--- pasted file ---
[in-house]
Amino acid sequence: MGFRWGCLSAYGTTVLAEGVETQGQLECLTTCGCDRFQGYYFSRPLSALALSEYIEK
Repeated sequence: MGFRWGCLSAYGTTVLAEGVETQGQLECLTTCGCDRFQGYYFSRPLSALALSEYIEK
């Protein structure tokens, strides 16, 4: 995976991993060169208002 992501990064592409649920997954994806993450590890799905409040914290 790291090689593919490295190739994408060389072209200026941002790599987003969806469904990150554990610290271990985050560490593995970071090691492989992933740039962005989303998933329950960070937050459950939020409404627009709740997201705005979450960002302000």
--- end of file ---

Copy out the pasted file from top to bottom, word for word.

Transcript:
[in-house]
Amino acid sequence: MGFRWGCLSAYGTTVLAEGVETQGQLECLTTCGCDRFQGYYFSRPLSALALSEYIEK
Repeated sequence: MGFRWGCLSAYGTTVLAEGVETQGQLECLTTCGCDRFQGYYFSRPLSALALSEYIEK
């Protein structure tokens, strides 16, 4: 995976991993060169208002 992501990064592409649920997954994806993450590890799905409040914290 790291090689593919490295190739994408060389072209200026941002790599987003969806469904990150554990610290271990985050560490593995970071090691492989992933740039962005989303998933329950960070937050459950939020409404627009709740997201705005979450960002302000």